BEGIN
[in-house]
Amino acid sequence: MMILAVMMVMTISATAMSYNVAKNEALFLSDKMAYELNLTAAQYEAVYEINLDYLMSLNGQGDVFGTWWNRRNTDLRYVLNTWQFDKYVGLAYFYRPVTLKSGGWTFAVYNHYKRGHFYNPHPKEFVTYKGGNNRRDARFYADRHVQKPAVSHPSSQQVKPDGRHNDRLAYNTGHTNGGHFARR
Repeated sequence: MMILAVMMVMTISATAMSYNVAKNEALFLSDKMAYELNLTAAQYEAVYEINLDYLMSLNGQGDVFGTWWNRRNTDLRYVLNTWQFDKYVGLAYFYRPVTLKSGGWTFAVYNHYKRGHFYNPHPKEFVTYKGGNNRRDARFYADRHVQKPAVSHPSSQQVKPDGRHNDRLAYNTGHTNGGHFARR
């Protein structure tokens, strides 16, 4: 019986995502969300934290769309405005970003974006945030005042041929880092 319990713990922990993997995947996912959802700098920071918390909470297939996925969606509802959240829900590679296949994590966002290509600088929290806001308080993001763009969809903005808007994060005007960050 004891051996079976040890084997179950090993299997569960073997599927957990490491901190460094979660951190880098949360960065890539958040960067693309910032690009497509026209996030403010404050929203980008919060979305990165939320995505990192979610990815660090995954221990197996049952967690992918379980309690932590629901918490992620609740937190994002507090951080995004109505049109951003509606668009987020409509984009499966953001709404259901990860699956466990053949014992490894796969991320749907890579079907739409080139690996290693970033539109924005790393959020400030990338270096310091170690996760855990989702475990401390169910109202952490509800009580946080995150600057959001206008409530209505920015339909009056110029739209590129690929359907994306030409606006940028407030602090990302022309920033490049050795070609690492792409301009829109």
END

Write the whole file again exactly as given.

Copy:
[in-house]
Amino acid sequence: MMILAVMMVMTISATAMSYNVAKNEALFLSDKMAYELNLTAAQYEAVYEINLDYLMSLNGQGDVFGTWWNRRNTDLRYVLNTWQFDKYVGLAYFYRPVTLKSGGWTFAVYNHYKRGHFYNPHPKEFVTYKGGNNRRDARFYADRHVQKPAVSHPSSQQVKPDGRHNDRLAYNTGHTNGGHFARR
Repeated sequence: MMILAVMMVMTISATAMSYNVAKNEALFLSDKMAYELNLTAAQYEAVYEINLDYLMSLNGQGDVFGTWWNRRNTDLRYVLNTWQFDKYVGLAYFYRPVTLKSGGWTFAVYNHYKRGHFYNPHPKEFVTYKGGNNRRDARFYADRHVQKPAVSHPSSQQVKPDGRHNDRLAYNTGHTNGGHFARR
């Protein structure tokens, strides 16, 4: 019986995502969300934290769309405005970003974006945030005042041929880092 319990713990922990993997995947996912959802700098920071918390909470297939996925969606509802959240829900590679296949994590966002290509600088929290806001308080993001763009969809903005808007994060005007960050 004891051996079976040890084997179950090993299997569960073997599927957990490491901190460094979660951190880098949360960065890539958040960067693309910032690009497509026209996030403010404050929203980008919060979305990165939320995505990192979610990815660090995954221990197996049952967690992918379980309690932590629901918490992620609740937190994002507090951080995004109505049109951003509606668009987020409509984009499966953001709404259901990860699956466990053949014992490894796969991320749907890579079907739409080139690996290693970033539109924005790393959020400030990338270096310091170690996760855990989702475990401390169910109202952490509800009580946080995150600057959001206008409530209505920015339909009056110029739209590129690929359907994306030409606006940028407030602090990302022309920033490049050795070609690492792409301009829109």